Become a Member

Get access to more than 30 brands, premium video, exclusive content, events, mapping, and more.

Already have an account? Sign In

Become a Member

Get access to more than 30 brands, premium video, exclusive content, events, mapping, and more.

Already have an account? Sign In


Biceps Exercises for Women

The Back-to-Basics Arm Workout

Simplify your workouts, supercharge your results! This fundamental, cut-no-corners routine is a fast-track ticket to better triceps and biceps.

Lock Icon

Unlock this article and more benefits with 25% off.

Already have an Outside Account? Sign in

Outside+ Logo

25% Off Outside+.
$4.99/month $3.75/month*

Get the one subscription to fuel all your adventures.

  • Map your next adventure with our premium GPS apps: Gaia GPS Premium and Trailforks Pro.
  • Read unlimited digital content from 15+ brands, including Outside Magazine, Triathlete, Ski, Trail Runner, and VeloNews.
  • Watch 600+ hours of endurance challenges, cycling and skiing action, and travel documentaries.
  • Learn from the pros with expert-led online courses.
Join Outside+

*Outside memberships are billed annually. You may cancel your membership at anytime, but no refunds will be issued for payments already made. Upon cancellation, you will have access to your membership through the end of your paid year. More Details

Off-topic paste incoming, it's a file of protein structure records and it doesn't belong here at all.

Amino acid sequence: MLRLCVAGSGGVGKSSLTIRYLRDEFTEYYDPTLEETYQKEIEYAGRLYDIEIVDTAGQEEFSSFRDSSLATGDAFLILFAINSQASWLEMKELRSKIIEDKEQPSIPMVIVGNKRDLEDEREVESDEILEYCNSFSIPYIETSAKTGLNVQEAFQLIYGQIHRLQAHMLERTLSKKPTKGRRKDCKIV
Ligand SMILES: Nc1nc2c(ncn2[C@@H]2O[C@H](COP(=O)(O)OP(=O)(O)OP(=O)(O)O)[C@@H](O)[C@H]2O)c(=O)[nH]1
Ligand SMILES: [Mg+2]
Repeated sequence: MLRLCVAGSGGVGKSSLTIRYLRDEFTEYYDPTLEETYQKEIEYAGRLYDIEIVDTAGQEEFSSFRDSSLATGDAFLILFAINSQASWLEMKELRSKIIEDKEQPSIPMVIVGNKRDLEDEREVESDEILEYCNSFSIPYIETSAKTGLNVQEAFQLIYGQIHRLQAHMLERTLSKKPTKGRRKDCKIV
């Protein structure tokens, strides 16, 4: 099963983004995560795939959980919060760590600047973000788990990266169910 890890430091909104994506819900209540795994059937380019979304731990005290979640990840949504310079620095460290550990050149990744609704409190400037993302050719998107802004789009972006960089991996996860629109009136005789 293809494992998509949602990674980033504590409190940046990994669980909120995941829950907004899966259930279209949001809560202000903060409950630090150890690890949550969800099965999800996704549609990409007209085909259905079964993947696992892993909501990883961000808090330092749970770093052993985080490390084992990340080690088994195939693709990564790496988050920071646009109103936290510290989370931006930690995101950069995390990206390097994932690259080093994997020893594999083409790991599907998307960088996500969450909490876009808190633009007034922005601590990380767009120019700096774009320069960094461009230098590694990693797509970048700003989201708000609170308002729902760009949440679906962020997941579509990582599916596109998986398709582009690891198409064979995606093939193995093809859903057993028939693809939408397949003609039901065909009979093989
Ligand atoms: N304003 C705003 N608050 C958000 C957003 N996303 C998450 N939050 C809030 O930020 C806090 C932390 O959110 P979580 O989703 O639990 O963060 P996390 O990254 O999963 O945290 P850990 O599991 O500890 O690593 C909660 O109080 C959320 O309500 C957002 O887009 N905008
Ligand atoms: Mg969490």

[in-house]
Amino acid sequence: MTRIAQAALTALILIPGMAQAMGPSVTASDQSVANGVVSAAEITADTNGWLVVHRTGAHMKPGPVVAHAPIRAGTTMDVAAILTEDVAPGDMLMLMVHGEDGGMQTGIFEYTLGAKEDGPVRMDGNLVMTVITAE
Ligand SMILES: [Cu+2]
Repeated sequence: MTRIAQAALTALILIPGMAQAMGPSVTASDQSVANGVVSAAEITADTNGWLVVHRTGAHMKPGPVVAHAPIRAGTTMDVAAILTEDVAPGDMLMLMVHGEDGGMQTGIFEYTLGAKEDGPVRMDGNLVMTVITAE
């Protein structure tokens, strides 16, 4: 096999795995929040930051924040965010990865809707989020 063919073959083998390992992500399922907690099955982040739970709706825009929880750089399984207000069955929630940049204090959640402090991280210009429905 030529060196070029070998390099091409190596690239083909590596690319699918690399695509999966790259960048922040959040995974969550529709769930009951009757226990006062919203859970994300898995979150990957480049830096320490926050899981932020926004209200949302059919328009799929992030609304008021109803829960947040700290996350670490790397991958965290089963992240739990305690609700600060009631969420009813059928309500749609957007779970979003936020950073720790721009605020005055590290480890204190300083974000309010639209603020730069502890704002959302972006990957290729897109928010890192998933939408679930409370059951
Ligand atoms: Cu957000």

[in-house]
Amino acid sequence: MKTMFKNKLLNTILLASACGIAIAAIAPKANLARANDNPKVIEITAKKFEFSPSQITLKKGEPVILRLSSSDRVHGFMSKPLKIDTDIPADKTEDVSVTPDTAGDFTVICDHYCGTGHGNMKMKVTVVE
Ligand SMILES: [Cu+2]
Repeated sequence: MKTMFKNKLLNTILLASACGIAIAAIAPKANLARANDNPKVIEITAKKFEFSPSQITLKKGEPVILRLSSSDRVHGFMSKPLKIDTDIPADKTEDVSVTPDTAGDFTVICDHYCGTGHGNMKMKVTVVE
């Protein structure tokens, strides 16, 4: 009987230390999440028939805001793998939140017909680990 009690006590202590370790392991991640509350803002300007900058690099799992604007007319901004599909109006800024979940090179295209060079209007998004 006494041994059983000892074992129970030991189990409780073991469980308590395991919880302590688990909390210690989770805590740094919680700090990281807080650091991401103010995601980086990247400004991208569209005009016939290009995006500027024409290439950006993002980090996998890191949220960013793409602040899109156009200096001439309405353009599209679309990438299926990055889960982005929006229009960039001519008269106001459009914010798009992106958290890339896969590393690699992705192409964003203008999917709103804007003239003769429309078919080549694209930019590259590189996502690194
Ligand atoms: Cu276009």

Dare we say it, but a workout should be fun, right? At the very least, your precious time in the gym shouldn’t be anxiety-inducing — but that could happen all too easily if you’re attempting to string a workout together on the fly.

That’s because of a little thing psychologists call “analysis paralysis,” whereby we tend to end up more confused and less satisfied by having a ton of options at our disposal. One famous study about the phenomenon focused on jars of jam sold at a grocery store — researchers discovered that people who saw 24 flavors on display were one-tenth as likely to pull the trigger and buy one than others who were presented just six varieties. 

Expand that to the realm of exercises, where potential movements and variations literally number in the thousands, and you can see just where our workouts can slide off track!

For that, Gretchen Zelek, an AFAA-certified group fitness instructor and functional aging specialist, has an easy three-word answer when it comes to biceps and triceps training: simplify, simplify, simplify.

“The most effective biceps and triceps exercises are also the most basic,” Zelek says. “The moves in the following workout were chosen because they directly hit the target, are not difficult to master, and can be performed with dumbbells, barbells, kettlebells or, in most cases, bands.”

To get the most out of each exercise, you’ll want to choose a weight — or tension level in the case of bands — that leaves you fatigued and makes for a challenging final rep. “Depending on the exercise and your experience, 2, 3 or 5 pounds in each hand is a 

great start; that’s the equivalent of red or green resistance bands,” Zelek explains. “Once you can perform all your reps with little effort, it’s time to increase the weights.”

The Back-to-Basics Arm Workout

Exercise Sets Reps
Dual-Arm Kickback 2-3 8-10
Push-Up With Taps 2-3 8-10
Bench Dip 2-3 8-10
Standing Biceps Curl 2-3 8-10
Zottman Curl 2-3 8-10

Dual-Arm Kickback (Shown Alternating)

Alternating Dumbbell Triceps Kickback